Albuquerque is known for authentic southwestern dining. Standout restaurants we sampled included Monroe’s and The Range for authentic New Mexican food, The Frontier (iconic restaurant with hundreds of selections across from University of New Mexico), the Standard Diner and the 66 Diner on Central and Jamba’s for African specialties.

Local cultural attractions include the Albuquerque Museum of Art and History, the Anderson–Abruzzo International Balloon Museum (with a direct connection to the huge October international balloon festival), New Mexico Museum of Natural History and Science, the Indian Pueblo Cultural Center and Explora in Albuquerque (Explora is a science center near Old Town, offering a hands-on learning experience for families, from young kids to inquisitive adults).

Nearby national monuments and nature centers include Petroglyph National Monument (on the city’s western flank) and the Elena Gallegos Open Space Park, though with the federal government shut down access was limited to Petroglyph NM and I was able to hike into only one canyon to admire the ancient Native American rock etchings. Suffice it to say that this part of New Mexico offers scores of outdoor natural history attractions, national monuments and scenic high desert destinations.

The Rail Runner commuter train offers a scenic and relaxing 65 mile trip north east to Santa Fe, the oldest city of all US state capitols. Best of all, seniors (62-up) ride the modern rail cars free on Wednesdays. Santa Fe, featuring Saint Francis of Assisi Cathedral, the old Plaza area, Statehouse and historic La Fonda Hotel is a “must“ day trip; the train makes it an easy one. The Plaza is surrounded with a wealth of shops, galleries, boutiques and restaurants to delight the most discriminating of shoppers.

Another fine day trip is the drive up to towering Sandia Crest via Hwy. 14, then continue northeast to old mountain towns of Golden and Madrid (a former coal mining center, now a tourist draw with galleries, shops and restaurants). The drive to Madrid will take a little more than an hour, and we suggest a lunch stop at the esoteric restaurant The Hollar – fried green tomatoes and the blue cheese spinach burger make it both a quaint and delectable stop.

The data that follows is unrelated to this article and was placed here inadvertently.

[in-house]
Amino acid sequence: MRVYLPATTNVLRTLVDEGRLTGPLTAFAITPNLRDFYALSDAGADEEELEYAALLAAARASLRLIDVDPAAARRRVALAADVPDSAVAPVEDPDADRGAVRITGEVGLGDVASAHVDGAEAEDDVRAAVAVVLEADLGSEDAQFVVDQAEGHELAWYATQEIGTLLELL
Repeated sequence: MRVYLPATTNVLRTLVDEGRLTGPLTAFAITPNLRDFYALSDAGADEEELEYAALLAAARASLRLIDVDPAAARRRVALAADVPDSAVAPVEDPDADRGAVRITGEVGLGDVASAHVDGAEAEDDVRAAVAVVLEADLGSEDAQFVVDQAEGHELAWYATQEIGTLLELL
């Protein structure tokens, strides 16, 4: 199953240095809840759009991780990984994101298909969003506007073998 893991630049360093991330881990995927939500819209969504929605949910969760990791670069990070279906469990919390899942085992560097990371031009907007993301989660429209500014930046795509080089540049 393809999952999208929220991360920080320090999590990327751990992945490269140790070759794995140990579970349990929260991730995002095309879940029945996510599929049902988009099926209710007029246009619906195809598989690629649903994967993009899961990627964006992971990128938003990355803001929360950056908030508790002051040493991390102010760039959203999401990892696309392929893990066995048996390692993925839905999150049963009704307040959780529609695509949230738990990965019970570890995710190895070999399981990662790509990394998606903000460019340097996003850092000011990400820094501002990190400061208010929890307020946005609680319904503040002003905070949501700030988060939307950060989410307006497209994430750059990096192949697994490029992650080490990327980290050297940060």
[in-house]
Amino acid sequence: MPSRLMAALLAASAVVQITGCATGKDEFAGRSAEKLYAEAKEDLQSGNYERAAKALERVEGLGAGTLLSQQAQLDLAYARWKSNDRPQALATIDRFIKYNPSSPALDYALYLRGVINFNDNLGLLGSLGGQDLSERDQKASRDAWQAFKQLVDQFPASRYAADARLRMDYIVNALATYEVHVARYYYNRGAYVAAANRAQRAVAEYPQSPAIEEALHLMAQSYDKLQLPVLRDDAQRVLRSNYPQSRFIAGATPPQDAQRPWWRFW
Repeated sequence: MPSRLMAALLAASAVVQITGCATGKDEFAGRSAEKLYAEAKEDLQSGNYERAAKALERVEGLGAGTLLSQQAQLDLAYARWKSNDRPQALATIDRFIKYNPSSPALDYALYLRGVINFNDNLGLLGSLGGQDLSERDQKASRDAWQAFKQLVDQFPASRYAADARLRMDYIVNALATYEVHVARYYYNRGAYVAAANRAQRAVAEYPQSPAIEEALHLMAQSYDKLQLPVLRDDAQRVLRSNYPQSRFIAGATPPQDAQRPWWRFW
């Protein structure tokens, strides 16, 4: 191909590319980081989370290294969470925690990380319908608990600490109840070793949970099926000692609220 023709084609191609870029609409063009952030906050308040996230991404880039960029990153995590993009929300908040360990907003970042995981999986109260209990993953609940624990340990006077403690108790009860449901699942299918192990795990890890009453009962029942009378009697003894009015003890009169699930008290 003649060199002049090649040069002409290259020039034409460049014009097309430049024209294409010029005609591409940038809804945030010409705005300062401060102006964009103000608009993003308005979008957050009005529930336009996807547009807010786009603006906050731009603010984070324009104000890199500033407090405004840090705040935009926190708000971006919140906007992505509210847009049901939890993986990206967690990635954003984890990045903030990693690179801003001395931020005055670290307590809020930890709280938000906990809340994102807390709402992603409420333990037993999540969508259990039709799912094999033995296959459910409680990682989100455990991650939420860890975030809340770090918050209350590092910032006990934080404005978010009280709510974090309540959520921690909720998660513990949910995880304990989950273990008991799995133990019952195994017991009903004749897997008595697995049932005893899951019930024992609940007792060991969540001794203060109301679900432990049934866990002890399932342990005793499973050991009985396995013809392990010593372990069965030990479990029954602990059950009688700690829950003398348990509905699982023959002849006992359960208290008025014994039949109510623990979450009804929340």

For an immersive southwestern experience, plan your own trip to Albuquerque. If in winter, bundle up!

For more information: Albuquerque, visitalbuquerque.com; New Mexico, visitnewmexico.com.

Read more from Tim’s travel blog, follow him on Facebook, Instagram or Twitter; or, email him at tviall@msn.com. Happy travels in your world!

Posted in Southwest USA (Nevada, Arizona, New Mexico, Texas) | Tagged , , , | Leave a comment

Stockton Restaurant Week offers great opportunity to explore locally!

Michael's Pizza, with both creative and traditional pizzas, is part of Restaurant Week.

Couple a dining stop with a visit to the downtown Stockton Children’s Museum!
Bud’s Seafood in Lincoln Center is always a Restaurant Week favorite!
Use Restaurant Week to do local tourism, such as a visit to the always changing Haggin Museum in Victory Park.
America Waffles presents American standards.
Several restaurants along Stockton’s historic Miracle Mile are part of Stockton Restaurant Week.
Misaki Restaurant next door to the Downtown Cinema presents delectable fare!

Stockton Restaurant Week makes for a great opportunity to explore locally!

The most anticipated dining showcase in Stockton celebrates its 10th year: Stockton Restaurant Week returns January 18-27, making for an ideal time to dine out, enjoy new tastes and partake in local tourism right in your backyard.